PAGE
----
Oxfam calls for action as richest 5 gobble up wealth as millions struggle to survive

Oxfam predicts the world will see its first “trillionaire” in nearly a decade
A representational image. — Canva
A representational image. — Canva

Calling countries to resist the ultra-rich’s influence over tax policy, the charity Oxfam claimed that the world’s five wealthiest men have more than doubled their fortune since 2020.

Charity Oxfam presented at the World Economic Forum in Davos last week claimed that the wealth of these five wealthiest men rose from $405 billion in 2020 to $869 billion in 2023; while nearly five billion people across the world have grown poorer during the period under discussion.

It should be noted that despite several crises — including the COVID-19 pandemic — that wreaked havoc across the globe destroying the world’s economy billionaires are $3.3 trillion richer than they were in 2020.

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Oxfam International Interim Director Amitabh Behar, while speaking to AFP, said: “We cannot continue with these levels of obscene inequality,” adding that the data showed that “capitalism is at the service of the super-rich”.

Behar predicted that the world will see its first “trillionaire” in nearly a decade.

It should be noted that Oxfam’s annual report on inequality worldwide is traditionally released just before the Davos forum opens.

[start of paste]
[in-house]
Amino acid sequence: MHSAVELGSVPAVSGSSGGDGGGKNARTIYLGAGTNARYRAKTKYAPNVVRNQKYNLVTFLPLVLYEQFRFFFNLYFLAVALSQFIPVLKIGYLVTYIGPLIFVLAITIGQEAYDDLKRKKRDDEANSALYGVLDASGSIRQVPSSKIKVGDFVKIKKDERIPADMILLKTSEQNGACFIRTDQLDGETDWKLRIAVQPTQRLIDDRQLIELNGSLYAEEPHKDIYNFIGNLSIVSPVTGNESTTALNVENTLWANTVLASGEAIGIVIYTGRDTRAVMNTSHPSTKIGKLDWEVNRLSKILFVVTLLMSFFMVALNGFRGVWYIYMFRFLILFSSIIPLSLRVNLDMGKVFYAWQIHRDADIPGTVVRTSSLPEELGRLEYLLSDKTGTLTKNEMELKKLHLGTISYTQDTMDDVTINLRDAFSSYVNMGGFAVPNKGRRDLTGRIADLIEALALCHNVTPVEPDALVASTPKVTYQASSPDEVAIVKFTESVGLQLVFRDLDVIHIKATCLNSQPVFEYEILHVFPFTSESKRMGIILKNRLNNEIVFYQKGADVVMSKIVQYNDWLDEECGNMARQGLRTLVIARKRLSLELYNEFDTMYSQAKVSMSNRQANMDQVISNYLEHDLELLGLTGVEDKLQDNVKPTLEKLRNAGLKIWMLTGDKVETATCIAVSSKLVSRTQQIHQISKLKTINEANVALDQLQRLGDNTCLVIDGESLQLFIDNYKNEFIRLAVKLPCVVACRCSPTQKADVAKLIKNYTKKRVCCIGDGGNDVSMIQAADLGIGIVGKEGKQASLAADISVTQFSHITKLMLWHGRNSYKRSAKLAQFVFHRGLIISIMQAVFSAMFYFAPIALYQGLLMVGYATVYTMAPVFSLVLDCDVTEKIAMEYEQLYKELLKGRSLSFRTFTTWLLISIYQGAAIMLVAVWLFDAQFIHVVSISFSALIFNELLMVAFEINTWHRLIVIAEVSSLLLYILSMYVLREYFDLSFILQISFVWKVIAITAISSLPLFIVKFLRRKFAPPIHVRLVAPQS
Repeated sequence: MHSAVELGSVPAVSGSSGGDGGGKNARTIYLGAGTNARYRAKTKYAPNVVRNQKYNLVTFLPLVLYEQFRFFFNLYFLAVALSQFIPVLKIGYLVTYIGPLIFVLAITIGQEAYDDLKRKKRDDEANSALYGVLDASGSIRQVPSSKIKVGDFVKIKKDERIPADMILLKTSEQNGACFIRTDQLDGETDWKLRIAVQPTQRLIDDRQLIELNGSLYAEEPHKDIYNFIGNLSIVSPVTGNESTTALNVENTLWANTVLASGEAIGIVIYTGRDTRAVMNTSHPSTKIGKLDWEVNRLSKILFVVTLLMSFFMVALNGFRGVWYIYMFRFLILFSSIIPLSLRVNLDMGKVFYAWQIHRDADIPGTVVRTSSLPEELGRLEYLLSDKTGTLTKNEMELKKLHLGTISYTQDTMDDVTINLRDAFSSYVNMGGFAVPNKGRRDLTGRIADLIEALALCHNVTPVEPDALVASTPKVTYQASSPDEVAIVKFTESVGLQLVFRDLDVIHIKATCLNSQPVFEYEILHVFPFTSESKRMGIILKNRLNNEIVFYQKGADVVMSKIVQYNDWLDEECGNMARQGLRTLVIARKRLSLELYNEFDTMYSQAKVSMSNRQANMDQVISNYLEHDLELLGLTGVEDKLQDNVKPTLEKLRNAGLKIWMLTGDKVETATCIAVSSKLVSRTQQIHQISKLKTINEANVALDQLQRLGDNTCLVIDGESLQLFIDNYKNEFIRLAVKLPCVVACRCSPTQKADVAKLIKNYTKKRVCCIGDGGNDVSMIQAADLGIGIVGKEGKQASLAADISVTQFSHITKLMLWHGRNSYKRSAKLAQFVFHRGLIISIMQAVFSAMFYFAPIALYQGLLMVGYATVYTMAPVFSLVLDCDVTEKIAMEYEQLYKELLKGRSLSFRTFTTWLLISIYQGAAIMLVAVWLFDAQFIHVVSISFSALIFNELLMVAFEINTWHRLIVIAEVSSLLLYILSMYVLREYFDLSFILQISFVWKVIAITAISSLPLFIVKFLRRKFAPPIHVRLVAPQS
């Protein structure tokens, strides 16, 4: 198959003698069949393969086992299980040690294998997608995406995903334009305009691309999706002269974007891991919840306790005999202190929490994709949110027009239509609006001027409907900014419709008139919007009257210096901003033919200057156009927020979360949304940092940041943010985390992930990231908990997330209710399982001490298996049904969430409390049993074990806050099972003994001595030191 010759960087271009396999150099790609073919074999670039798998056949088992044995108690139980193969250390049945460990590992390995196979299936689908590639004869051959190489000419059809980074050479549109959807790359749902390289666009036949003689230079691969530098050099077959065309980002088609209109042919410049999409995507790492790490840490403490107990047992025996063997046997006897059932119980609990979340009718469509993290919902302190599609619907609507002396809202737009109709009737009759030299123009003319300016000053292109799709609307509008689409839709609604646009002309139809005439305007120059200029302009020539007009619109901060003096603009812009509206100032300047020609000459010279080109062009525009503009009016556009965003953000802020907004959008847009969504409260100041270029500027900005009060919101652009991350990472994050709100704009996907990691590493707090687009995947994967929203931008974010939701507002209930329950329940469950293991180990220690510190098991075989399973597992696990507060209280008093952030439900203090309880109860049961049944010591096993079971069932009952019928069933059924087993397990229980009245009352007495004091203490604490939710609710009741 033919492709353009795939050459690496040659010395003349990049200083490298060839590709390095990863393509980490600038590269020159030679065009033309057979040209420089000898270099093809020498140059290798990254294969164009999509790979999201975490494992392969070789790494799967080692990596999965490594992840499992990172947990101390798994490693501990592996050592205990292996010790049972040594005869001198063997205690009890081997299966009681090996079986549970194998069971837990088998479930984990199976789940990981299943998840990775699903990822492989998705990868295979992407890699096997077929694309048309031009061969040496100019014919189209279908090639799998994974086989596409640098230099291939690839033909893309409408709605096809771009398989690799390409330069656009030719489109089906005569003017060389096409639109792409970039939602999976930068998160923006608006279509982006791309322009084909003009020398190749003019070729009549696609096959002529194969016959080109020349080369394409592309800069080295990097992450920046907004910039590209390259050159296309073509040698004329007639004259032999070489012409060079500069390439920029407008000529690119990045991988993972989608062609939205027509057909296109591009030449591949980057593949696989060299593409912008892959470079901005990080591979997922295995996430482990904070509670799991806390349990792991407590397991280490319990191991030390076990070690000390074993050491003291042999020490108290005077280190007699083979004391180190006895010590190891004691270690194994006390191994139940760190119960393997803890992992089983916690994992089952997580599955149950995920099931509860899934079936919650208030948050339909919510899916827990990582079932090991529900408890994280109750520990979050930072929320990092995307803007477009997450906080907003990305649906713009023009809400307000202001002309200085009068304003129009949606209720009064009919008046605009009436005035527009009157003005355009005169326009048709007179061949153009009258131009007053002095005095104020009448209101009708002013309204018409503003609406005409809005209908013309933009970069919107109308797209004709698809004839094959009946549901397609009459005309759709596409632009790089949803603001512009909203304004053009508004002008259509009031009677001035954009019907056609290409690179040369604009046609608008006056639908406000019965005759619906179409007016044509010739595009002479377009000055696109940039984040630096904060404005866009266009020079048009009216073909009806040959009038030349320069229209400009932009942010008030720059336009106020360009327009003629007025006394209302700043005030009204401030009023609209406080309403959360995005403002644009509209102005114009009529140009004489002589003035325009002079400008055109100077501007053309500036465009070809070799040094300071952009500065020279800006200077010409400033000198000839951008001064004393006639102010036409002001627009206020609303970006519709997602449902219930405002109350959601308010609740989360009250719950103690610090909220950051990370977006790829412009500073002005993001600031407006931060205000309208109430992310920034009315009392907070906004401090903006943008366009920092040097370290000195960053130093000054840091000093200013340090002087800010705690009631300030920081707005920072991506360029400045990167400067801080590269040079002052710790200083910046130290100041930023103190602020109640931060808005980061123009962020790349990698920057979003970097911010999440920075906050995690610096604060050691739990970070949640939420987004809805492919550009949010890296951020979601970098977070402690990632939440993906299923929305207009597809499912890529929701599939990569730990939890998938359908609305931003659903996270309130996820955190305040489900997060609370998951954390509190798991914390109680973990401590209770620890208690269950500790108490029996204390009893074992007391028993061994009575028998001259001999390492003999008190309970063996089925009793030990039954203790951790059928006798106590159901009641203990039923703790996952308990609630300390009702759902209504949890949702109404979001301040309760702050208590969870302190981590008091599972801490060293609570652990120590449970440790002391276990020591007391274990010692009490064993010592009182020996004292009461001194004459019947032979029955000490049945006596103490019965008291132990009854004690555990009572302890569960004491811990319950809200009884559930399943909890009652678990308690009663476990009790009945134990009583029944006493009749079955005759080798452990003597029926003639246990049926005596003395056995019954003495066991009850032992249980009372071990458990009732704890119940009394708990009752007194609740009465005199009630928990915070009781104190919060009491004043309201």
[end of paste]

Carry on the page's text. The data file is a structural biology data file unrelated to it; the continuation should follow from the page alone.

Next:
Raising concerns over the rise in global inequality, Oxfam reported: “Corporate power is used to drive inequality — by squeezing workers and enriching wealthy shareholders, dodging taxes and privatising the state.”

The charity accused corporations of driving “inequality by undertaking a sustained and highly effective war on taxation”, with far-reaching consequences.

It further stated that handed power over to monopolies, allowing corporations to influence the wages people are paid, the price of food and which medicines individuals can access.

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“Around the world, members of the private sector have relentlessly pushed for lower rates, more loopholes, less transparency and other measures aimed at enabling companies to contribute as little as possible to public coffers,” Oxfam added.

The report further highlighted that corporate taxes have significantly dropped in Organisation for Economic Co-operation and Development (OECD) countries from 48% in 1980 to 23.1% in 2022.

To address the imbalance, Oxfam called for a wealth tax on the world’s millionaires and billionaires that it says could bring in $1.8 trillion each year. The non-governmental organisation also called for a cap on CEO pay and the break-up of private monopolies.